In order to broaden the scope and strengthen the status of Institutional Arbitration in our country, the Central Government constituted a High-Level Committee under the Chairmanship of Justice B.N. Shrirkishna. The terms of reference of the Committee, inter-alia, included:
a. Examination of the effectiveness of the existing arbitration mechanism by studying the functioning and performance of arbitral institutions in India;
b. Devising a road map to promote the institutional arbitration mechanism in India and,
c. Evolution of an effective and efficient arbitration eco-system for commercial dispute resolution and the suggestion of reforms in the Arbitration and Conciliation Act, 1996 (‘Act’).
Subsequently, the Arbitration and Conciliation (Amendment) Bill, 2019 was introduced in the Rajya Sabha by the Ministry of Law and Justice on July 15, 2019. On August 9, 2019, the President of India gave his assent to the amendments to the Act and the same has been published in the Official Gazette of India (“2019 Amendments”). The salient/key features of the amended Act are :
d. The establishment and incorporation of an independent & autonomous body namely, the “Arbitration Council of India”;
e. An amendment to Section 11 of the Act i.e. “Appointment of Arbitrators”;
f. An amendment to Section 23 of the Act i.e. relating to Statement of Claim, Statement of Defence and the time period for completion of pleadings and,
g. To ensure that the Arbitrator and Arbitral Institute maintain confidentiality of information.
One of the substantial amendments introduced by the 2015 amendments to the Act (“2015 Amendment") was insertion of sub-section (6A) to Section 11 of the Act, which was introduced to broaden the role of Arbitral Tribunal to rule on in its own jurisdiction and limit the role of the Court only to the “examination of an Arbitration Agreement”.
The intention was to minimise judicial intervention, so that the arbitral proceeding is not thwarted at the threshold, when preliminary objections are raised by one of the parties. In the recent 2019 Amendments to the Act, sub-section (6A) has been omitted (though yet to be notified).
The objective of this article is to discuss the scope of the Court’s role whilst appointing an arbitrator in the backdrop of Section 11(6A) inserted vide the 2015 Amendment and its subsequent omission in 2019. Part II of this Article seeks to analyze Section 11 (6) prior to the 2015 Amendment in lieu of the judgment passed by the Supreme Court in the matter of SBP vs. Patel Engineering, and the subsequent judgment of National Insurance vs Boghra Polycab. Part II also sets out the scope of the Courts subsequent to the 2015 Amendment and interpretation of the Courts thereto. Part III of the Article talks about the dual test of examining the “existence” and “validity” of an arbitration agreement under Section 11 of the Act. Part IV discusses the amendments made to the Act in the year 2019 and the recent judgments passed by the Supreme Court and Part V concludes the article.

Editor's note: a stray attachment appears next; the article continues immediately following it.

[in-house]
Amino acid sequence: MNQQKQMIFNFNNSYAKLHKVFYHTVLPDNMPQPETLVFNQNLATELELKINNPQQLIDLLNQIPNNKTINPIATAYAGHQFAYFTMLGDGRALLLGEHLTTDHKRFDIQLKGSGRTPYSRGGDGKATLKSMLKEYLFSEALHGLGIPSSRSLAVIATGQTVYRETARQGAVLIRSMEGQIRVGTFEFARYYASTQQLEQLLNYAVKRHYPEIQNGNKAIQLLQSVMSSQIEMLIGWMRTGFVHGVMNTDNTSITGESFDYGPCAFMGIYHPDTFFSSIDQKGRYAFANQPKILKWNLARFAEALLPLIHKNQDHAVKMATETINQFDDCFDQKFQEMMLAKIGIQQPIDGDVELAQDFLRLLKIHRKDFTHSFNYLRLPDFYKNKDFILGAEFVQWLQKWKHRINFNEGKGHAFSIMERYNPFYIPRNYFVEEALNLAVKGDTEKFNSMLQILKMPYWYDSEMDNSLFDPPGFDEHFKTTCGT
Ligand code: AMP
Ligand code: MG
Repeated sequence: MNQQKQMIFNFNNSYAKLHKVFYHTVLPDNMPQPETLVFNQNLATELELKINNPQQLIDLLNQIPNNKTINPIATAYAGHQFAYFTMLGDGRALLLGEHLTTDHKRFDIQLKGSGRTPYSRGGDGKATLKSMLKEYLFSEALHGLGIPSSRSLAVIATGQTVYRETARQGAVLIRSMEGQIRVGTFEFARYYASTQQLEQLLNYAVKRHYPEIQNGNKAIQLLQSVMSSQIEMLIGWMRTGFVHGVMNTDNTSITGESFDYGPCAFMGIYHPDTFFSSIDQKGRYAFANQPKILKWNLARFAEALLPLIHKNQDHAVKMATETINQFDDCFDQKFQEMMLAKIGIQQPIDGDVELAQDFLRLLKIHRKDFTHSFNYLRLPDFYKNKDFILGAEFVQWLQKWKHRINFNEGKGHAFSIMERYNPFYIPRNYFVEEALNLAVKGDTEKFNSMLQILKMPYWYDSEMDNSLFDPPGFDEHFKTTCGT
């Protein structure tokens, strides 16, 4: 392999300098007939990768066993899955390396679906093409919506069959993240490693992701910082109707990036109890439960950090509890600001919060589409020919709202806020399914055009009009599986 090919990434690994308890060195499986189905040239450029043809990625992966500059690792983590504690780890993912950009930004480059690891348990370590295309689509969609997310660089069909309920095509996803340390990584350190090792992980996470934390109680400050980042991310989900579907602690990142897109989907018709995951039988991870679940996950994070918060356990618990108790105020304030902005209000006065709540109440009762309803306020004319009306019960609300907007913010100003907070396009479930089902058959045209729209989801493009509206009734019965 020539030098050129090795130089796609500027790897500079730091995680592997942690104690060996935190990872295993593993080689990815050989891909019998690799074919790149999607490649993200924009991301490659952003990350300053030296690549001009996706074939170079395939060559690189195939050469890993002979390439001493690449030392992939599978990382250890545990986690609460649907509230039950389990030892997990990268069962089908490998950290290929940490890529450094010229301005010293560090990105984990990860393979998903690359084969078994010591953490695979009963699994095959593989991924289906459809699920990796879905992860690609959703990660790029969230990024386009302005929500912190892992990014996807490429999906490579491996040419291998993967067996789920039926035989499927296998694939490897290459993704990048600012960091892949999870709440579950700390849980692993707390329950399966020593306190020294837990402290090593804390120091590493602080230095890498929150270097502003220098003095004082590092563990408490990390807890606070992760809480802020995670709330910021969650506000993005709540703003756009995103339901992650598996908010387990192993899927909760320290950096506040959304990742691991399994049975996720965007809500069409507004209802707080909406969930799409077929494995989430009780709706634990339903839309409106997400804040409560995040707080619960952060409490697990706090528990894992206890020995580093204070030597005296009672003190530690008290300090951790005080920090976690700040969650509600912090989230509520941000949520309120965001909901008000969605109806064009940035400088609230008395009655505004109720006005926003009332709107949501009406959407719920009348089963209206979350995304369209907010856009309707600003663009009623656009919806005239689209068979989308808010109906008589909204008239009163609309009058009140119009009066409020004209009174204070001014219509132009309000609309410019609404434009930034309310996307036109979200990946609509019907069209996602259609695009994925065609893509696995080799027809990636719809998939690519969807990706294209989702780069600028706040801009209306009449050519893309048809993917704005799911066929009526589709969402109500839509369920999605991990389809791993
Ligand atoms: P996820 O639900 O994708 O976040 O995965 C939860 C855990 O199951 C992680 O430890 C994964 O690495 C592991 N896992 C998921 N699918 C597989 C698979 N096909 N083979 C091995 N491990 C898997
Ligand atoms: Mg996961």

Nature of Section 11
Scope of Section 11 Prior To 2015 Amendment
The Supreme Court has had the occasion to deliberate upon the scope and nature of permissible pre-arbitral judicial intervention, especially in the context of Section 11 of the Act. Whilst one of the questions was framed in terms of whether such a power is a “judicial” or an “administrative” power, the real issue underlying such nomenclature/description was the scope of the Courts` powers – i.e. the scope of arguments which a Court will consider while deciding whether to appoint an arbitrator or not – i.e. whether the arbitration agreement exists, whether it is null and void, whether it is voidable etc.; and which of these it should leave for decision of the Arbitral Tribunal, and the nature of such intervention – i.e. would the Court consider the issues in detail or whether the same be left for determination by the Arbitral Tribunal?
After a series of cases culminating in the decision in SBP v Patel Engineering (supra), the Supreme Court held that the power to appoint an arbitrator under Section 11 is a “judicial” power. The judgment, inter-alia, also held that the Chief Justice could delegate the power to appoint arbitrators to another Judge and not an institution. Therefore, the arbitral institutions, which were qualified to act as appointing authorities, were not taken into consideration.
Following this judgment, the scope of intervention was subsequently clarified in National Insurance Co. Ltd. v Boghara Polyfab Pvt. Ltd., where the Court laid down the following:
The scope of the judicial intervention was essentially restricted to situations where the Court/Judicial authority finds that the arbitration agreement does not exist or is null and void. In so far as the nature of intervention is concerned, it was recommended that in the event the Court/Judicial authority is prima facie satisfied against the argument challenging the arbitration agreement, it shall appoint the arbitrator and/or refer the parties to arbitration, as the case may be.
To summarise, prior to the 2015 Amendment, under the section the Chief Justice, or any person or institution designated by him had the power to appoint an arbitrator where:
h. The parties have not agreed on a procedure for the appointment of arbitrator(s) and the default appointment procedure under Section 11(3) or Section 11(5) fails; or